A castle in Shetland is up for sale for just £30,000 - but renovations to save the 200-year-old building will cost £12 million.
Brough Lodge, which is set on 40 acres of land on the island of Fetlar, is seeking a “philanthropic entrepreneur” who will take on plans to transform the site into a world-class retreat.
The proposals would create 24 bedrooms and restaurants, including an elevated dining room, while retaining the existing building, at an estimated cost of £12 million to the buyer.
“The vision is simple but effective,” the Brough Lodge Trust, which was set up in 1998 to preserve the building, says on its website.
“Brough Lodge… will be transformed into a world-class retreat that will delight all who visit it.
“Under the plans we have developed, the building’s historic character would be fully respected.”
The trust added: “Our hope is that a philanthropic entrepreneur will share our vision and take on the project.”
Since taking over the estate, the volunteer-run trust has spent more than £500,000 of donations to make the property watertight and add a new roof.
Dating back to 1820, Brough Lodge was built on the site of an earlier house by a merchant called Arthur Nicholson and inspired by architecture he had seen while travelling in France, Switzerland and Italy.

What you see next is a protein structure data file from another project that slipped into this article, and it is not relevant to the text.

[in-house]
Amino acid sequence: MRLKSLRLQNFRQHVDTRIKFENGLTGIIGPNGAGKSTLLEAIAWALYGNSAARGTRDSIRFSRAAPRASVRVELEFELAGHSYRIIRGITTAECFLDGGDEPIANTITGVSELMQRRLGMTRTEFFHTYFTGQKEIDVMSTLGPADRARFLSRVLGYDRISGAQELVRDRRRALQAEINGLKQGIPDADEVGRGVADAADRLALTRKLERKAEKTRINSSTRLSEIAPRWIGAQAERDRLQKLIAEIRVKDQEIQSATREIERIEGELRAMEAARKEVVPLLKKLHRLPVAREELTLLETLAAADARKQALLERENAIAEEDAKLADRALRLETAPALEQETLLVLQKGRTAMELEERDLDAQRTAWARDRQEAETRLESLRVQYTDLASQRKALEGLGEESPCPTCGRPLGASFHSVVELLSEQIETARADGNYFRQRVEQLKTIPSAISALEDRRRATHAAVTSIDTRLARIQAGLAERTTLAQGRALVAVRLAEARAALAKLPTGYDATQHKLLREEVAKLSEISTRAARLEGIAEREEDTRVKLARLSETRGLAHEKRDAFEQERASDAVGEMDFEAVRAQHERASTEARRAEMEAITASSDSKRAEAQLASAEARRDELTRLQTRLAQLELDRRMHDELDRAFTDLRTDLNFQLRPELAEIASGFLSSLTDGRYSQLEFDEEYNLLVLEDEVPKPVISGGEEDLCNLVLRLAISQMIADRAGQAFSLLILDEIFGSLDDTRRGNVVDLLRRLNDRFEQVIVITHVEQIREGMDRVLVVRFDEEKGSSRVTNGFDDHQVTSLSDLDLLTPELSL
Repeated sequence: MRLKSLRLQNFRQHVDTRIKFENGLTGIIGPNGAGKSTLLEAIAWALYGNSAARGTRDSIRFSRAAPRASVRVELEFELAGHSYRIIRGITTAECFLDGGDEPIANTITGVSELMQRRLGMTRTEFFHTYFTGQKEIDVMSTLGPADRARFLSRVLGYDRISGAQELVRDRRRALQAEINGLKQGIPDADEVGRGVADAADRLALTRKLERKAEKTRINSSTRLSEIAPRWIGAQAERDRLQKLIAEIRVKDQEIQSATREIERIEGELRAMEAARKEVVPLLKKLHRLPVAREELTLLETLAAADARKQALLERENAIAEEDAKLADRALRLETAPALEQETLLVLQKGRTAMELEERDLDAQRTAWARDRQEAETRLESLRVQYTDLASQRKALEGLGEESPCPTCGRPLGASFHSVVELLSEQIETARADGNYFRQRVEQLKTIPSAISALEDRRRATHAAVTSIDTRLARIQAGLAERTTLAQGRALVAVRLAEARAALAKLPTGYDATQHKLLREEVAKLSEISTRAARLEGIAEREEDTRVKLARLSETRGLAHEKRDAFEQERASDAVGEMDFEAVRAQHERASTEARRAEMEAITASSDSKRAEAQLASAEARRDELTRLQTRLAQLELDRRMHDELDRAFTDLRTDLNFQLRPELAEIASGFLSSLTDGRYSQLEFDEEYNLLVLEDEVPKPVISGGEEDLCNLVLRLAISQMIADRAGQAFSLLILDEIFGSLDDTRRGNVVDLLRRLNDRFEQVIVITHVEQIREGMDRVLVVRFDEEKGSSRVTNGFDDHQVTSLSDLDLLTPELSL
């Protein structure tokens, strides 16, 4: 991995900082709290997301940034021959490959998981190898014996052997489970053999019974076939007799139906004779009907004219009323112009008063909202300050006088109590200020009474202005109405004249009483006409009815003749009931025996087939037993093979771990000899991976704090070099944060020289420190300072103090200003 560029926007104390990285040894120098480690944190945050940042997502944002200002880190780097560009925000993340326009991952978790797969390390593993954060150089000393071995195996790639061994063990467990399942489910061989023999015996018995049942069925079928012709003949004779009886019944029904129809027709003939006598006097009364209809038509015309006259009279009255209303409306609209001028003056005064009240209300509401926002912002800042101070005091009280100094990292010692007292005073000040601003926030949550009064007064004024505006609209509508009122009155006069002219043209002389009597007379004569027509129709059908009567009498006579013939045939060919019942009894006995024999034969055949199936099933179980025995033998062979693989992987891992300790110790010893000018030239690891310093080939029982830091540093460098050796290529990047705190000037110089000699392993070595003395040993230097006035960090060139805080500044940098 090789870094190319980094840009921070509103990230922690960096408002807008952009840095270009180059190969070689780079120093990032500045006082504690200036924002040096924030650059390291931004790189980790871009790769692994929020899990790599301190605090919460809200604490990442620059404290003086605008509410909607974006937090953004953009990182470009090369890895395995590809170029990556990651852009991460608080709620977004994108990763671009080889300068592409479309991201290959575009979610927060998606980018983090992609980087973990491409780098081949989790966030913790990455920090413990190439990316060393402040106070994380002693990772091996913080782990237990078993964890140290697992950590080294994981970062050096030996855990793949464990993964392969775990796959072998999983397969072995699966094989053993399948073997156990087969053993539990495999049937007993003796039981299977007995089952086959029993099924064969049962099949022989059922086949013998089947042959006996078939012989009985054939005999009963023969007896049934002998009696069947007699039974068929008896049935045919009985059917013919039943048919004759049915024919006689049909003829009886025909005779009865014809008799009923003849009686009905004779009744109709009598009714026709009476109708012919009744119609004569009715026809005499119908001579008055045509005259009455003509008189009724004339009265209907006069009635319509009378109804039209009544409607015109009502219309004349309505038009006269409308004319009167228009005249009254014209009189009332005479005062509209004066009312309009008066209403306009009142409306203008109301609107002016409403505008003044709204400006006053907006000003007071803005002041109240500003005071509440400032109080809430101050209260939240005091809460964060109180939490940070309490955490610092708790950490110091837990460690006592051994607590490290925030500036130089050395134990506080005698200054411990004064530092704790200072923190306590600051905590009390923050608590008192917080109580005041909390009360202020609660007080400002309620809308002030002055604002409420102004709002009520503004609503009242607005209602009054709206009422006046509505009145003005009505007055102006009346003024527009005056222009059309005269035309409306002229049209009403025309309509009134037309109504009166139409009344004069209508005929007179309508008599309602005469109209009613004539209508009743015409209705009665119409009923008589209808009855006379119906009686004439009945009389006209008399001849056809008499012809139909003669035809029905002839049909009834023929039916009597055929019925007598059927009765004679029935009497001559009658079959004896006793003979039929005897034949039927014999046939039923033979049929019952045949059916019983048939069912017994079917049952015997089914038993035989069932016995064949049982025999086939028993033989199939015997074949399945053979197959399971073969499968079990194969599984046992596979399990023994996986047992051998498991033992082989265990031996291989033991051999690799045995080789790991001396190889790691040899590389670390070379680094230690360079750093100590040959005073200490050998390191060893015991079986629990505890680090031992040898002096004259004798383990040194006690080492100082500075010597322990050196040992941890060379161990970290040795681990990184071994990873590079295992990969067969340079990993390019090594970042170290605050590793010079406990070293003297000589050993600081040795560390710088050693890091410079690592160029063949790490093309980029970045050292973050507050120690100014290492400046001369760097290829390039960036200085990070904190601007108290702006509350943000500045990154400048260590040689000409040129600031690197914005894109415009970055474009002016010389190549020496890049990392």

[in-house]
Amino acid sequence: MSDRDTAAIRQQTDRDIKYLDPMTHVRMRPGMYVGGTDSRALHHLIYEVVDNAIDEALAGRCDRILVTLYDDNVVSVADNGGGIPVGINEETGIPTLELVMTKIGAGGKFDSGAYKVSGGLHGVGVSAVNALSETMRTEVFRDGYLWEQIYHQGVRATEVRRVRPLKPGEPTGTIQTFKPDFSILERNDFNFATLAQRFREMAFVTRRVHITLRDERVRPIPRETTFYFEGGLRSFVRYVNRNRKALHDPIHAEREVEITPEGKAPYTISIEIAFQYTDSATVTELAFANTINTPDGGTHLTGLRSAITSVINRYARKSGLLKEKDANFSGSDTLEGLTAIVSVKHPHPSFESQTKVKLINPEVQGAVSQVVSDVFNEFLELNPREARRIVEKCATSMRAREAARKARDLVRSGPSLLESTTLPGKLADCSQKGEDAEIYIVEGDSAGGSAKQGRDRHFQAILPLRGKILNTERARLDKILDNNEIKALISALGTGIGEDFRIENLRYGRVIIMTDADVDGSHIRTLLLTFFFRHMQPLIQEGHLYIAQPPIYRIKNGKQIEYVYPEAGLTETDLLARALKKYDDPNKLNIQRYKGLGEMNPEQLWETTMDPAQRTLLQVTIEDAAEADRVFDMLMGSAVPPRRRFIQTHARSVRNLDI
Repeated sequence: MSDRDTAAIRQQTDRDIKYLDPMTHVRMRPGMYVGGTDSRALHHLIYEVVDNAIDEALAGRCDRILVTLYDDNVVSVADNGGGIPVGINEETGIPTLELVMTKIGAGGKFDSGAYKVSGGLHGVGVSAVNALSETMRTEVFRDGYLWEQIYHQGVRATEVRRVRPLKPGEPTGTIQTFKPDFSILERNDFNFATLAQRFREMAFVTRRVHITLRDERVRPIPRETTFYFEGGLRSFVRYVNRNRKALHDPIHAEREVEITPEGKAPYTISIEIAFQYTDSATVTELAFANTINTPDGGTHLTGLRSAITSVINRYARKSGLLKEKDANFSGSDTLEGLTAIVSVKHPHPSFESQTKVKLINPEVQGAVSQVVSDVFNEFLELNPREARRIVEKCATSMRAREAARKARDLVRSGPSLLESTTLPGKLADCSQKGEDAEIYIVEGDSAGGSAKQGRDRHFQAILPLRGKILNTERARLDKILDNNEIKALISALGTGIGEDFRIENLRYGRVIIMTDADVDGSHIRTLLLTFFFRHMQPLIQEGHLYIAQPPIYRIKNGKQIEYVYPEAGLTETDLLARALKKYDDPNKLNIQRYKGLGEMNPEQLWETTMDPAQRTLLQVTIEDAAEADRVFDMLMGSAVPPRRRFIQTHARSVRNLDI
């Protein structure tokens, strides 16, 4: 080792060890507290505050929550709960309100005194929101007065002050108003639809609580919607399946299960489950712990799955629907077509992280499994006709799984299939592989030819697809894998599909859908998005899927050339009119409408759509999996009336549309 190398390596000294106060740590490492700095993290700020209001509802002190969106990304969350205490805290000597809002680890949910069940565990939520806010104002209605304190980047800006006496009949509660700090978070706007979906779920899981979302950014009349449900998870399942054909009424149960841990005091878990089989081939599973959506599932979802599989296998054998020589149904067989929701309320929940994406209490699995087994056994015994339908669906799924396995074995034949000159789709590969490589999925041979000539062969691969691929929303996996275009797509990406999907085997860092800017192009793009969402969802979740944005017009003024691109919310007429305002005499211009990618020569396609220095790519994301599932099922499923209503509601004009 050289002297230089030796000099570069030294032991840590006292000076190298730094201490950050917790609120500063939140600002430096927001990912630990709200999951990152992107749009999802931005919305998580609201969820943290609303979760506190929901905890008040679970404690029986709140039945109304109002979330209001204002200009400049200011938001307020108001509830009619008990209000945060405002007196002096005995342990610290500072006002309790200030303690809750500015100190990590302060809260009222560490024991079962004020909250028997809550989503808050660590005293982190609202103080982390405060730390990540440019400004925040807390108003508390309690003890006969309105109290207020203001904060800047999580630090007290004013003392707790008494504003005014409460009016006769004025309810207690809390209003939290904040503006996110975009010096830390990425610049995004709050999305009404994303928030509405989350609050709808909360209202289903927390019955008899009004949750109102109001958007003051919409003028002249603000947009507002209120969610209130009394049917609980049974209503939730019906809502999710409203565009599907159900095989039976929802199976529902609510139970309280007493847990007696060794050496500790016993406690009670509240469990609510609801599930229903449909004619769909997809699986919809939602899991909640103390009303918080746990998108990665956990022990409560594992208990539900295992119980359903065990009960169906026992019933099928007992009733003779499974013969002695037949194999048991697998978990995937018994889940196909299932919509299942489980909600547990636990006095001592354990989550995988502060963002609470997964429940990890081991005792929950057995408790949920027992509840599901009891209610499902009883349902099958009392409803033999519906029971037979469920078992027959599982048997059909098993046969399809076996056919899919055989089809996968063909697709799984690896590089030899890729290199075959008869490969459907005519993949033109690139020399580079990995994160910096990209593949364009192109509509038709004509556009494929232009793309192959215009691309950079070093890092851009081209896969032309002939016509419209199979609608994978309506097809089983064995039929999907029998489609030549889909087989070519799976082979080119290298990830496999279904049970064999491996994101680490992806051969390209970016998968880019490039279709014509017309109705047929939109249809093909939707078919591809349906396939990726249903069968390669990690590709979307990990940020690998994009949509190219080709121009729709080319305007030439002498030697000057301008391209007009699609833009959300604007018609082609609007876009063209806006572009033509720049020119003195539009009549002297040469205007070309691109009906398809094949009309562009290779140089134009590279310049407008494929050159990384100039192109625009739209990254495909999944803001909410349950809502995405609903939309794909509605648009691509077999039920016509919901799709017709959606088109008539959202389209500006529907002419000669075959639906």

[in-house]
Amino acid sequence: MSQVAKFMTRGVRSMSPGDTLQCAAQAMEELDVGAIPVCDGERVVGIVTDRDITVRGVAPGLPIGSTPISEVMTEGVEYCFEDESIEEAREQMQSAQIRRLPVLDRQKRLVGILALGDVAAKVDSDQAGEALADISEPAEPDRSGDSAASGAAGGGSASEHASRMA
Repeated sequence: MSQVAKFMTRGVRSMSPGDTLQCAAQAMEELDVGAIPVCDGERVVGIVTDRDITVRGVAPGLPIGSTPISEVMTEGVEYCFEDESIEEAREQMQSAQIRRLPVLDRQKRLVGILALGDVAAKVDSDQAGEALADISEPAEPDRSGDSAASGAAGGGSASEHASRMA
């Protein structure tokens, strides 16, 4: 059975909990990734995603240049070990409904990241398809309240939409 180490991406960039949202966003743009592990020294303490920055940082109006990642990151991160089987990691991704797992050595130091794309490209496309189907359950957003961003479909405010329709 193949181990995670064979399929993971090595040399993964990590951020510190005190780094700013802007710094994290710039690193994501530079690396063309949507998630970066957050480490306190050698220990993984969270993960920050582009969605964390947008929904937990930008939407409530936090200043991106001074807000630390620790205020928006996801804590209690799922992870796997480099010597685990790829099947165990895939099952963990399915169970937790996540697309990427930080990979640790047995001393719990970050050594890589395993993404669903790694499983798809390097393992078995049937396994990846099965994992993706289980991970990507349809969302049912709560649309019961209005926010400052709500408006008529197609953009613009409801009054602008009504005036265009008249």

The building, which is listed as category A by Historic Environment Scotland, is situated on the north-west end of Fetlar and has been unoccupied since the 1980s when the last Lady Nicholson moved out.
Olive Borland, the last heir of the Nicholson family, transferred ownership of the estate in 2007 to the Brough Lodge Trust and is one of the trustees.
Ideal for yoga retreats
Guests participating in retreats at the castle would have the chance to do textile classes, with the trust hoping to spotlight Shetland’s global reputation as a centre of excellence in knitting and weaving.
The island’s peaceful setting would also be ideal for yoga retreats, the trust said.
The project will benefit the island of 61 people thanks to the creation of up to 14 jobs, it added, while “further inward investment may be stimulated”.
The building will also help to develop a better understanding, both within Shetland and further afield, of Fetlar’s cultural heritage.
The proceeds of the sale of the lodge will go towards tuition in hand knitting for children, the trust says.